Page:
Since the leading and the lagging strand templates which are oriented in the opposite directions at the replication fork, a major issue is in synthesis of the lagging strand whose direction of synthesis is opposite to the direction of the replication forks growth.

Leading Strand in Replication Fork

The leading strand is one of the strands where the new DNA is synthesised along the same direction of the growing replication fork. This method of DNA replication occurs in a continuous manner.

Lagging Strand in Replication Fork

The lagging strand is one other type of strand where the new DNA is produced in the direction opposite to that of the growth of replication fork.

Because of this type of orientation, lagging strand replication is considered more complicated on comparing with the leading strand.

In the same manner the DNA polymerase in this strand is seen to lag behind, on the other strand Whereas the lagging strand is produced in a short and separated segment.

In Lagging strands template an enzyme primase extends the primed segments, which forms the ookazagi fragments.

Following this the RNA primers are removed and then it is replaced with the DNA and their fragments which are then joined by the enzyme DNA ligase.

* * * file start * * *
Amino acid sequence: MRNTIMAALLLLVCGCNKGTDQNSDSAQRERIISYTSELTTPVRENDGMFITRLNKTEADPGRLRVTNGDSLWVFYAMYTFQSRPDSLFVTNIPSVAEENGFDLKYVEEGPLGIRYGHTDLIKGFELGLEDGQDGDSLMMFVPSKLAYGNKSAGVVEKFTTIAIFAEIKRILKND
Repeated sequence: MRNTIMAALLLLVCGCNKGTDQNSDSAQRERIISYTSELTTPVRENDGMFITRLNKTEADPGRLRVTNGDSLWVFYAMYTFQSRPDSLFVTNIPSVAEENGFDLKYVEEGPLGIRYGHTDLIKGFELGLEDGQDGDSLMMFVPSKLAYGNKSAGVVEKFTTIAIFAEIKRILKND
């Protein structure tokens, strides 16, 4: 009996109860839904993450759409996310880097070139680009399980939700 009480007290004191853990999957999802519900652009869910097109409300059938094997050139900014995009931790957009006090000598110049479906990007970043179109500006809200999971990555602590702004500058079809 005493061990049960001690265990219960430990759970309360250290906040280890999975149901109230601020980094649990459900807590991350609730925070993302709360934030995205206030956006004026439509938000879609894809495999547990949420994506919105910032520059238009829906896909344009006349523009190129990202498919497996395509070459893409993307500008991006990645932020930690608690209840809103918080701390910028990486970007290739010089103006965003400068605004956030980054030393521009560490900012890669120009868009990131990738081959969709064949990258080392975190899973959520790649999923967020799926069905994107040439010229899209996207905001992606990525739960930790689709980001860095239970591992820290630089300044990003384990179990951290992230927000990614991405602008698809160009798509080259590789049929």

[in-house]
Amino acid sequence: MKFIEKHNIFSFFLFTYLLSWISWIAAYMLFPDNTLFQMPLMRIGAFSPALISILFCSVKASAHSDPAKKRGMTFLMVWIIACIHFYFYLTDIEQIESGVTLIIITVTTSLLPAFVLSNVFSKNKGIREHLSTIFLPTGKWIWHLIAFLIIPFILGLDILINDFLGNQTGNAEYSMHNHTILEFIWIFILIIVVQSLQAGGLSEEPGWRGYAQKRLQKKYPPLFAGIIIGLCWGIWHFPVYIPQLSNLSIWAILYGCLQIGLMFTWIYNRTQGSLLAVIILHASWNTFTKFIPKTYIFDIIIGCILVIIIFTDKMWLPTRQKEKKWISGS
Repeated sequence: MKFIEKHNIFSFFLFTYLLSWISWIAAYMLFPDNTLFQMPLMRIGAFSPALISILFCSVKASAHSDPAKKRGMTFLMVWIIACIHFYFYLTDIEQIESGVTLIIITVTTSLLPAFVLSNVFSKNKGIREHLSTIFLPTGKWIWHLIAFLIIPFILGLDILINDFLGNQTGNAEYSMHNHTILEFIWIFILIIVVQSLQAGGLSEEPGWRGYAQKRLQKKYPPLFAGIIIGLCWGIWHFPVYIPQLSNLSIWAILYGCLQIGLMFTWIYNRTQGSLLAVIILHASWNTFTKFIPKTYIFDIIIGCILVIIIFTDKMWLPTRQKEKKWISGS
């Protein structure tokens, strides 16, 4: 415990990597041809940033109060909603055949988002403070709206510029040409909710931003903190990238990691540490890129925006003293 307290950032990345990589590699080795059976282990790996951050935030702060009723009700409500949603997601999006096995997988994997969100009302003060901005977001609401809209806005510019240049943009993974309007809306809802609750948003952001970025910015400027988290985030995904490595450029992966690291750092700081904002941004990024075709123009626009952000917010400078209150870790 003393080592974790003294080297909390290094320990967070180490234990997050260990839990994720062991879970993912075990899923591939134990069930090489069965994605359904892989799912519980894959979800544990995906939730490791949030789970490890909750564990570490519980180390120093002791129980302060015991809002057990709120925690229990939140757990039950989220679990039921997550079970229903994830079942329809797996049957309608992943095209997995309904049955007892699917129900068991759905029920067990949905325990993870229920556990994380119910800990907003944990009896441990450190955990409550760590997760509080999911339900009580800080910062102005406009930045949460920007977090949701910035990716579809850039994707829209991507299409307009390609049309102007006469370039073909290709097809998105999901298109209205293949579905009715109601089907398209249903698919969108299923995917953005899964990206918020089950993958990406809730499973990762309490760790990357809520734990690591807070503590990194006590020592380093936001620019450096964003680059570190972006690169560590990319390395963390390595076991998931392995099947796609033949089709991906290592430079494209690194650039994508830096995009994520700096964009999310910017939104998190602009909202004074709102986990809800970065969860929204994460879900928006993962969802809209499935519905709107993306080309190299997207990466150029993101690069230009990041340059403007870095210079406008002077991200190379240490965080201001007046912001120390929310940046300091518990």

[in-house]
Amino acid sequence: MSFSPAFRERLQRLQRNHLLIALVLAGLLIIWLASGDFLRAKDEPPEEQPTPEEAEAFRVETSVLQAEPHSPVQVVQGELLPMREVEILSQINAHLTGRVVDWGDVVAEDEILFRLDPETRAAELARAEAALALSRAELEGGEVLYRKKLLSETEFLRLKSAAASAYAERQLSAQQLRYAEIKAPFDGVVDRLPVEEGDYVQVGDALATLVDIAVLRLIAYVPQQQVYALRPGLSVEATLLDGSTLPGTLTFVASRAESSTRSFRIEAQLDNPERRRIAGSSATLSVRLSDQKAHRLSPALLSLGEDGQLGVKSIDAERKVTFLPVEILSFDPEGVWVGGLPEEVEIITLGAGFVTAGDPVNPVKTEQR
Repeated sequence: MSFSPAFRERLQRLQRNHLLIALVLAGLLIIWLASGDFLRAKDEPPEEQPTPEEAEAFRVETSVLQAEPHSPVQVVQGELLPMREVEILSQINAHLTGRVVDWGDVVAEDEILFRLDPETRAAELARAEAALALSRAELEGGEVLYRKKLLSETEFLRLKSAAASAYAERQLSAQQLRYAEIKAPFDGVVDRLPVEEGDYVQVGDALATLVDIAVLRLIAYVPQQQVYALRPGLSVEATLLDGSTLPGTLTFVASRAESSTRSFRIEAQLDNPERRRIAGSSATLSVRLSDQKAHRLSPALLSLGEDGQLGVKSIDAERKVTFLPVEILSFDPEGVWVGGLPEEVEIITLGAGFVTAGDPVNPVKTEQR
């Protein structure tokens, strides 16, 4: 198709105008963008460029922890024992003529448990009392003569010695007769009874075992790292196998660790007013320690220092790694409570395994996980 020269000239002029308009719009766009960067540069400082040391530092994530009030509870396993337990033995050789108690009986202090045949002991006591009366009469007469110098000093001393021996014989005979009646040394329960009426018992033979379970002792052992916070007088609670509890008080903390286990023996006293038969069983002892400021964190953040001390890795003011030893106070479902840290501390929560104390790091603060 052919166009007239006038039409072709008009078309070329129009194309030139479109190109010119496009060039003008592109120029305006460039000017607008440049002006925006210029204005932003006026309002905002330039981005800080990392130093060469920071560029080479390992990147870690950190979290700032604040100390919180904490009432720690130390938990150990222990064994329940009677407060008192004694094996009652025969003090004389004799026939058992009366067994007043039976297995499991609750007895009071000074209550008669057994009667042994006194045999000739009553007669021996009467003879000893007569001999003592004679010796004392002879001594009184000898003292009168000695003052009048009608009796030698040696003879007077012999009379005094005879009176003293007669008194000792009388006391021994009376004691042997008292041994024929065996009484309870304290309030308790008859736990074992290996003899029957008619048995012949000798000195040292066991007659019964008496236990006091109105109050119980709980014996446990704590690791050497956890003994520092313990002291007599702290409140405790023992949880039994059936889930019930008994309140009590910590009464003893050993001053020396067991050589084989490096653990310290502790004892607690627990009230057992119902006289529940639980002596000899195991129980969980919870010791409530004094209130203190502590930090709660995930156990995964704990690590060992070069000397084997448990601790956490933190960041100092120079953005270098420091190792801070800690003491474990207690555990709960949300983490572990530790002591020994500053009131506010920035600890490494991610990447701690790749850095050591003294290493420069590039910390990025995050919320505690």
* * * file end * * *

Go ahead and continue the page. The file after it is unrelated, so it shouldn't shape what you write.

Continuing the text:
Dynamics at the Replication Fork

In all the cases, the enzyme helicase composes of six polypeptides which wraps around one of the strands of the DNA, that is being replicated.

The two polymerases are then bound to the enzyme helicase hexamer. In eukaryotes this helicase wraps around the leading strand and in prokaryotes it is winded around the lagging strand.

Due to this helicase unwraps the DNA, at the replication fork, The DNA is now forced to rotate and this process results in building up the twists in the DNA ahead.

This building up of forms a torsional resistance which results in eventually halting the process of replication of fork. Topoisomerases are the enzymes which temporarily breaks the strands of DNA, by relieving the tension which are caused by unwinding the double strands of DNA helix.

Topoisomerases which also includes DNA gyrase which is achieved by adding negative supercoils to the DNA helix.

Bare single stranded DNA has the capability to fold back on itself that tends to form a secondary structure., these structures further interfere with the movement involved by DNA polymerases.

So, in order to prevent this single strand binding proteins are bind to the DNA until the second strand is produced, which prevents the formation of secondary structures.

Double stranded DNA is usually coiled by the histones during replication which play an important role in regulating the gene expressions, so that the replicated DNA must be coiled around the histones at the same place as the original DNA.

In order to ensure this histone proteins, dis assembles the chromatin before it has been replicated and further it replaces the histones in an appropriate place. The steps involved in reassemble must be appropriate.

Replication Fork Citations